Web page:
"Oh man, what a view!"
High above Earth, his torso emerging from the airlock of his spacecraft, Chris Hadfield could see Brazil recede below him, making way for the rich, white-speckled cobalt of the Atlantic as the shuttle Endeavour zoomed through space at 28,000 kilometres an hour.
Since he lifted off Thursday, Colonel Hadfield had witnessed 45 sunrises in orbit, but none as memorable as the moment he began his space walk, about 7:50 a.m. EDT on Sunday.
Seven hours and 10 minutes later, a Maple Leaf flag visible on the left arm of his space suit, he returned inside, ending the first space walk ever by a Canadian astronaut.
Col. Hadfield also left behind him a lasting legacy, having begun the installation of a Canadian-made robot arm on the side of the International Space Station.
Canada now has a lasting presence in humankind's first permanent outpost in space.
As much as the Canadian-designed arms on the space shuttles, the new Canadarm2, bigger and even more sophisticated, symbolizes the country's know-how.
Col. Hadfield's mission was one of the most crucial for the future of the space station and certainly Canada's highest-profile mission.
"This is a great source of pride for this country," former astronaut Marc Garneau said as he watched the space walk.
Despite stinging eyes and unhelpful bolts, Col. Hadfield, working with U.S. astronaut and fellow space walker Scott Parazynski, completed all assigned tasks.
"You're doing a fantastic job," ground control said as the astronauts bobbed next to Canadarm2, wrestling with the bolts that held it folded up like a giant insect.
By the end of the afternoon, Canadarm2 was able to rise out of its cradle on its own power.
The space station cannot be completed without the innovative new robot arm, which is self-propelled, swinging itself around with its two hands.
This morning, Canadarm2's first task will be to climb out of its cradle and grapple on to an anchor point a few metres away.
As the shuttle passed Newfoundland, Canadian astronaut Steve MacLean called from the ground with a tribute to those who worked on the arm. "Chris, I think you'll like this," he added, playing a rendition of O Canada performed by the late Roger Doucet at a Montreal Canadiens game.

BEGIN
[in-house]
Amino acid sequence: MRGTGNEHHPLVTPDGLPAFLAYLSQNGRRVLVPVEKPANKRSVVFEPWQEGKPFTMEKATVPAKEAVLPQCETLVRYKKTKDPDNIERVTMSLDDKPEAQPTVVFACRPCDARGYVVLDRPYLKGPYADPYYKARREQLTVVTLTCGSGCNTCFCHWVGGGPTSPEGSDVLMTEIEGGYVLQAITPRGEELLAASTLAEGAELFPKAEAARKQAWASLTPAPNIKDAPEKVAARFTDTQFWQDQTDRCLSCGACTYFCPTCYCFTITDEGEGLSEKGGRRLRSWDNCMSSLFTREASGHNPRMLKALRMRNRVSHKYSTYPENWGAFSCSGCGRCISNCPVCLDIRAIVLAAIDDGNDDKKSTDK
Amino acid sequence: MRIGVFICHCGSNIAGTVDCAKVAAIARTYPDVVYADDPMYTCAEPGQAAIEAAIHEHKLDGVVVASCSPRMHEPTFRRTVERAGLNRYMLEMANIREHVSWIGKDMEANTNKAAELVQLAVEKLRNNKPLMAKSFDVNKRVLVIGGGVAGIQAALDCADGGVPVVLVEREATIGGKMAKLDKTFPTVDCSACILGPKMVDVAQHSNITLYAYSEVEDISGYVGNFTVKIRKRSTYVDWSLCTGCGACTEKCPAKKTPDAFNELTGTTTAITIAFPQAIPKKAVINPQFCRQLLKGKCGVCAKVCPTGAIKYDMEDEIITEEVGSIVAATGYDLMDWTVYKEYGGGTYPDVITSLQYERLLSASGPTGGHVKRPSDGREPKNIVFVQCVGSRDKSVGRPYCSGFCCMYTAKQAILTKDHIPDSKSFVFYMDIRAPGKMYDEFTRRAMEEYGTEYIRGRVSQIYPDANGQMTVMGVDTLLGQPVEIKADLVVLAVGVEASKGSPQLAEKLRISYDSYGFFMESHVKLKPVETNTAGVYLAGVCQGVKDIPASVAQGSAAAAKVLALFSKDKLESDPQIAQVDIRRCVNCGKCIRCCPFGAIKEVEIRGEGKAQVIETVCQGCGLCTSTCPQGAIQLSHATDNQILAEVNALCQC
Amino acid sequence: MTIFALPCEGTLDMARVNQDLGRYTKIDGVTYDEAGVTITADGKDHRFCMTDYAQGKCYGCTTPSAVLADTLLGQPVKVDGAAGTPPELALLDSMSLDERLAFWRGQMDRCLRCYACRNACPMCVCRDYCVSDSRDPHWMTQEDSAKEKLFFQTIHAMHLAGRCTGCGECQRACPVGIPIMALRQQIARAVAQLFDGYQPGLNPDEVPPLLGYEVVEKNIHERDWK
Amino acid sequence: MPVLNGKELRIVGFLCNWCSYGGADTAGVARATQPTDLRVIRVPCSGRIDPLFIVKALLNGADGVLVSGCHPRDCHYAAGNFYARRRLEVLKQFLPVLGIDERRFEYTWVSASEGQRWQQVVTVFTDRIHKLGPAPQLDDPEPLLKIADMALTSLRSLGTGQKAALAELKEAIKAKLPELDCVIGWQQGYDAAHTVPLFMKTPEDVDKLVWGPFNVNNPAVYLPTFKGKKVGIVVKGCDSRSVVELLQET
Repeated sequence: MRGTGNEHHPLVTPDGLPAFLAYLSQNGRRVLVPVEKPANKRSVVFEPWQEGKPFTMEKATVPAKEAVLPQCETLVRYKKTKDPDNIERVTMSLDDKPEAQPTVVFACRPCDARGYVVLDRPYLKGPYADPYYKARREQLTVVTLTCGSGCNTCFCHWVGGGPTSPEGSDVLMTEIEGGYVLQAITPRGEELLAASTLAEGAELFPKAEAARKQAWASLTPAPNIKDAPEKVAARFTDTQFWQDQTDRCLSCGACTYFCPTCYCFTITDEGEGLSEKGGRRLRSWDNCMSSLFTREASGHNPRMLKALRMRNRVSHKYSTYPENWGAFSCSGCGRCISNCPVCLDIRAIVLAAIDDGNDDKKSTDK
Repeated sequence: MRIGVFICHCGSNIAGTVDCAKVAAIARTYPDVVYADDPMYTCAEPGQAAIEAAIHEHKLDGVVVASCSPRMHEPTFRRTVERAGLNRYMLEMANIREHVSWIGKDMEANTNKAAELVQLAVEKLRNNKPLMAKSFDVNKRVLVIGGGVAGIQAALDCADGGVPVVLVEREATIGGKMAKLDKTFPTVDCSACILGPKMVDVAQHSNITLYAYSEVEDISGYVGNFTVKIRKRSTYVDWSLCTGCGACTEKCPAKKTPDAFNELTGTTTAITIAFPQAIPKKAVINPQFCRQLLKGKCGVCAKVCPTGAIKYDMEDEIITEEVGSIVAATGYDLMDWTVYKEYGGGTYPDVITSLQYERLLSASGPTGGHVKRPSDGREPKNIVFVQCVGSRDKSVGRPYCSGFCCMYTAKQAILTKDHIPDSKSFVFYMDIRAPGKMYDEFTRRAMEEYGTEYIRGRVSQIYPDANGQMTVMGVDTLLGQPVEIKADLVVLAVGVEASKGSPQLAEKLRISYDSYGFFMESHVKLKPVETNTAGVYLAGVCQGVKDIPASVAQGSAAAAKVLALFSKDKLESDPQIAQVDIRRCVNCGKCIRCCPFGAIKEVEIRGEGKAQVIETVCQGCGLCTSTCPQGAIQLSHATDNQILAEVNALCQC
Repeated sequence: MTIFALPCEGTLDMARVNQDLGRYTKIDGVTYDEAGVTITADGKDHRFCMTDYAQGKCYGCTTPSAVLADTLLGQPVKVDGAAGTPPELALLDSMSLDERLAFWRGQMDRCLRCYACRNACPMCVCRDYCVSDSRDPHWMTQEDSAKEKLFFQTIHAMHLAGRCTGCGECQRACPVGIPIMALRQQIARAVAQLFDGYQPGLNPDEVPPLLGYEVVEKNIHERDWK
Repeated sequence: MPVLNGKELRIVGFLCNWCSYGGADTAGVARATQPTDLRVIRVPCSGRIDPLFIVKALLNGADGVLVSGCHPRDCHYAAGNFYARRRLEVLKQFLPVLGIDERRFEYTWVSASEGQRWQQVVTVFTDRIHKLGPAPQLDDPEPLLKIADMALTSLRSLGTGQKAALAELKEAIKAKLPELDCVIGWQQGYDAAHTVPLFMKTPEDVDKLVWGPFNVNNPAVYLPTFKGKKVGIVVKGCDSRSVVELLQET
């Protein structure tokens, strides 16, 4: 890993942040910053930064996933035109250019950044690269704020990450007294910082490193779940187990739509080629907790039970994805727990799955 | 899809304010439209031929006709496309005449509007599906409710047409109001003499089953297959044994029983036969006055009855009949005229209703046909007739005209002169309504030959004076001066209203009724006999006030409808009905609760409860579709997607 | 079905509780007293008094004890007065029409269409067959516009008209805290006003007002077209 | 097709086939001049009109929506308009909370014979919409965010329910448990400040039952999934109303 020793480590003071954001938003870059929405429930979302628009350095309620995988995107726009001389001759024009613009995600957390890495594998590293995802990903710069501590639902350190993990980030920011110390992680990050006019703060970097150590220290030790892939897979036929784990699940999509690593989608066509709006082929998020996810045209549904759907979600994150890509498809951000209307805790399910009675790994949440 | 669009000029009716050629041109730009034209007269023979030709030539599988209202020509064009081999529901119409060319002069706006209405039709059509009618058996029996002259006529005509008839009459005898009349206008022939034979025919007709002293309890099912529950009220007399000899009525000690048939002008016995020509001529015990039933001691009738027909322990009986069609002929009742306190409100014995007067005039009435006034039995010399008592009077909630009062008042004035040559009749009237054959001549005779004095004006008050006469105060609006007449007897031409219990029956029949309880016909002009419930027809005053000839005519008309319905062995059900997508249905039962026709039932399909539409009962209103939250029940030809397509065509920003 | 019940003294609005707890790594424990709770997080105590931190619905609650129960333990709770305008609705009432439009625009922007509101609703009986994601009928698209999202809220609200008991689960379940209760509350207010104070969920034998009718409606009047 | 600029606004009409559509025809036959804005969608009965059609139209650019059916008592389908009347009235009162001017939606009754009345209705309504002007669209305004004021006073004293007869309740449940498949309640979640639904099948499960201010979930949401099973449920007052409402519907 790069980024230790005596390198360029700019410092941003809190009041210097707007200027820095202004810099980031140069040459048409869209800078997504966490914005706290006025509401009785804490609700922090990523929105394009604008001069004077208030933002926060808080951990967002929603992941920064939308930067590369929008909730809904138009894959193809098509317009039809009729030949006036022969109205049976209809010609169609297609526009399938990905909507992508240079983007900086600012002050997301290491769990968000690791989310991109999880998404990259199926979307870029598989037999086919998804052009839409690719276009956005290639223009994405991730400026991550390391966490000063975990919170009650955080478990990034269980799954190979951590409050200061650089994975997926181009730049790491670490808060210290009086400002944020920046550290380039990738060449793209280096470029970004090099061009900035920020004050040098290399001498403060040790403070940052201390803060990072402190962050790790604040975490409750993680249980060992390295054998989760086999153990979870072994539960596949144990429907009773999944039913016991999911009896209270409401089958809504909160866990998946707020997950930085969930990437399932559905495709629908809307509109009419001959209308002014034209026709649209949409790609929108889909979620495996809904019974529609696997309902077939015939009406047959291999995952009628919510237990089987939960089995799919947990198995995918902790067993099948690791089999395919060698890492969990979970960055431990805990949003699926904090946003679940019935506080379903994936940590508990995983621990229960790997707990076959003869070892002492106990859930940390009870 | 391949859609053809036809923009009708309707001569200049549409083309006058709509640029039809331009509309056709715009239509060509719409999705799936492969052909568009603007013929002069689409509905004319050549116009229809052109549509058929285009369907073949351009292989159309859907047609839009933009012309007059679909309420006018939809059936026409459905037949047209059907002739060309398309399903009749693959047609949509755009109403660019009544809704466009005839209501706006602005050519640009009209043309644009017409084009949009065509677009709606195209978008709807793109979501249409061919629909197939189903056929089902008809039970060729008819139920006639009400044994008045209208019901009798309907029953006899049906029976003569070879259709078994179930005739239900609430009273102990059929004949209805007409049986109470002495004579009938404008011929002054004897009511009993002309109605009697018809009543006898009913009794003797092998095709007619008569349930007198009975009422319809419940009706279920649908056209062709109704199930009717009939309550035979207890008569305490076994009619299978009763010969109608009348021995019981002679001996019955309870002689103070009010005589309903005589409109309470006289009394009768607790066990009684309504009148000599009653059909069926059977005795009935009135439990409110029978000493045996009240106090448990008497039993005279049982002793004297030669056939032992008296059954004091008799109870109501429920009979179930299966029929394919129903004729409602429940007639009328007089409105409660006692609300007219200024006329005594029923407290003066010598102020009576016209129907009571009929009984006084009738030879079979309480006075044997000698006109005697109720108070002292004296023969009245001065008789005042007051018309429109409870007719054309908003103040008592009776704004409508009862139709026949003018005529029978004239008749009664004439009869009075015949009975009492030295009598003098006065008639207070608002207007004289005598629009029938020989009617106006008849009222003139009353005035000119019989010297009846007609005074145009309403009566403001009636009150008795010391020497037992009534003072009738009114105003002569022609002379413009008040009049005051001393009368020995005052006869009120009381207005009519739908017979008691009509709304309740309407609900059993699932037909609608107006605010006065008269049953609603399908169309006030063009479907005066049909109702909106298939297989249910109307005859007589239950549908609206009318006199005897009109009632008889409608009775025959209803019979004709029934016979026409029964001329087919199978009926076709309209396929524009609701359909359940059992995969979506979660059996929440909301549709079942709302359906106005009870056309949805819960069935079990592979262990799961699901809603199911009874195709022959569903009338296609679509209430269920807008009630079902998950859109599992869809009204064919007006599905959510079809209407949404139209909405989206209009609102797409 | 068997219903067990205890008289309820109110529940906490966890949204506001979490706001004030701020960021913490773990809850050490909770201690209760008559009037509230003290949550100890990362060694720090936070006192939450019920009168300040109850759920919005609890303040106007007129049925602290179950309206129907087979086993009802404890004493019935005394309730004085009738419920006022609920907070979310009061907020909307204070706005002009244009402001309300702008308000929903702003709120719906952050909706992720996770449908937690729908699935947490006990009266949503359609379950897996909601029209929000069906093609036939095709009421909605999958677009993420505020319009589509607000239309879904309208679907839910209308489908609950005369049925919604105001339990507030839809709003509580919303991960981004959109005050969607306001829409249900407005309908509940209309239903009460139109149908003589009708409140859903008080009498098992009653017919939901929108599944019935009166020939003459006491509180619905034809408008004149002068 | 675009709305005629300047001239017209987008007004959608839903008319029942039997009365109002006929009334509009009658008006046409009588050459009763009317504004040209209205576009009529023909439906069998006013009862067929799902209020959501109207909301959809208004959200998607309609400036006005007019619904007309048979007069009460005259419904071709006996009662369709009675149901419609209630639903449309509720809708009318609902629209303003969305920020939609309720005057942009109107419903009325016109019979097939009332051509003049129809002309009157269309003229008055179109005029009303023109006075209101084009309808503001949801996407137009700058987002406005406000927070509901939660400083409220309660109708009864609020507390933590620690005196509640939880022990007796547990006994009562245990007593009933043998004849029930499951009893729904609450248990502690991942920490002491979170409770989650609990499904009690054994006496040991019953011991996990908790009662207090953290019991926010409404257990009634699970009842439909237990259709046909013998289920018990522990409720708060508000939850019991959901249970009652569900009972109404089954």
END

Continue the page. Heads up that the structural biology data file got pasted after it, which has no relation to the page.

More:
During his outing, Col. Hadfield punctuated his communications with numerous expressions of awe.
"Scott, when I was a little kid wanting to grow up to be an astronaut, this is what I wanted to do," he told Dr. Parazynski.
"Where are we coming across now?" Col. Hadfield asked at another moment.
"The coast of Africa."
"Wow. Wow. Beautiful green valleys down there, eh?"
Below them, the Earth spun by, crossing distances such as Chile to the Sahara Desert in 30 minutes.
Initially, the space walkers were ahead of schedule, which came in handy when they ran into a snag.
Wielding pistol-grip power tools, they were trying to bolt together segments of the arm, which had arrived folded in two. However, the bolts kept popping out.
The two had to resort to old-fashioned manual force, grabbing their power tools with two hands and twisting them around the bolts.
At one point, Col. Hadfield said his eyes were burning, forcing him to work with them half-closed. The National Aeronatutics and Space Administration said it might be due to sweat or the coating used to keep his visor from fogging up.
Toward the end of the day, Col. Hadfield was rewarded with an even more spectacular sight, an aurora australis - the southern hemisphere's equivalent of Northern Lights - that glowed for thousands of kilometres as the shuttle orbited over southwestern Australia.
"The whole horizon is lit up green!" the normally unflappable astronaut called out.
Col. Hadfield and Dr. Parazynski have another space walk tomorrow to rewire Canadarm2 to configure it to stay in space permanently.